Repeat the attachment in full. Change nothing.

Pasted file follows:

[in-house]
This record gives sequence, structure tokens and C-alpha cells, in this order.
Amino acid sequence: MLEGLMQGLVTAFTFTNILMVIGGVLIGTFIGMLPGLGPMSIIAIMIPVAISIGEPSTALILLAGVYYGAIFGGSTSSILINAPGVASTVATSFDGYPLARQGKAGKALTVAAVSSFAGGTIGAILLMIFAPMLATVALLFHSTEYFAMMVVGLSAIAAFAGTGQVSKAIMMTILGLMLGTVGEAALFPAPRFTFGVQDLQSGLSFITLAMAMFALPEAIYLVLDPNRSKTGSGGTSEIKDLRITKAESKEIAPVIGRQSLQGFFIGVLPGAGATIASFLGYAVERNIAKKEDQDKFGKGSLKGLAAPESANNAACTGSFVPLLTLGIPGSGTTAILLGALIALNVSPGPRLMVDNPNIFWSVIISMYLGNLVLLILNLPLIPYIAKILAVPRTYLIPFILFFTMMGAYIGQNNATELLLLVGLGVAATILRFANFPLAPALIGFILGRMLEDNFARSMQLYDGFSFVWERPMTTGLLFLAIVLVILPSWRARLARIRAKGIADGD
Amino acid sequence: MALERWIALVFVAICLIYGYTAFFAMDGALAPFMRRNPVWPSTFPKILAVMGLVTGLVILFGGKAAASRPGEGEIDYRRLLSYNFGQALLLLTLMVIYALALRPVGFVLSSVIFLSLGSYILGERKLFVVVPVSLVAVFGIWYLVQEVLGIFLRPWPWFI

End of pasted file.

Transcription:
[in-house]
This record gives sequence, structure tokens and C-alpha cells, in this order.
Amino acid sequence: MLEGLMQGLVTAFTFTNILMVIGGVLIGTFIGMLPGLGPMSIIAIMIPVAISIGEPSTALILLAGVYYGAIFGGSTSSILINAPGVASTVATSFDGYPLARQGKAGKALTVAAVSSFAGGTIGAILLMIFAPMLATVALLFHSTEYFAMMVVGLSAIAAFAGTGQVSKAIMMTILGLMLGTVGEAALFPAPRFTFGVQDLQSGLSFITLAMAMFALPEAIYLVLDPNRSKTGSGGTSEIKDLRITKAESKEIAPVIGRQSLQGFFIGVLPGAGATIASFLGYAVERNIAKKEDQDKFGKGSLKGLAAPESANNAACTGSFVPLLTLGIPGSGTTAILLGALIALNVSPGPRLMVDNPNIFWSVIISMYLGNLVLLILNLPLIPYIAKILAVPRTYLIPFILFFTMMGAYIGQNNATELLLLVGLGVAATILRFANFPLAPALIGFILGRMLEDNFARSMQLYDGFSFVWERPMTTGLLFLAIVLVILPSWRARLARIRAKGIADGD
Amino acid sequence: MALERWIALVFVAICLIYGYTAFFAMDGALAPFMRRNPVWPSTFPKILAVMGLVTGLVILFGGKAAASRPGEGEIDYRRLLSYNFGQALLLLTLMVIYALALRPVGFVLSSVIFLSLGSYILGERKLFVVVPVSLVAVFGIWYLVQEVLGIFLRPWPWFI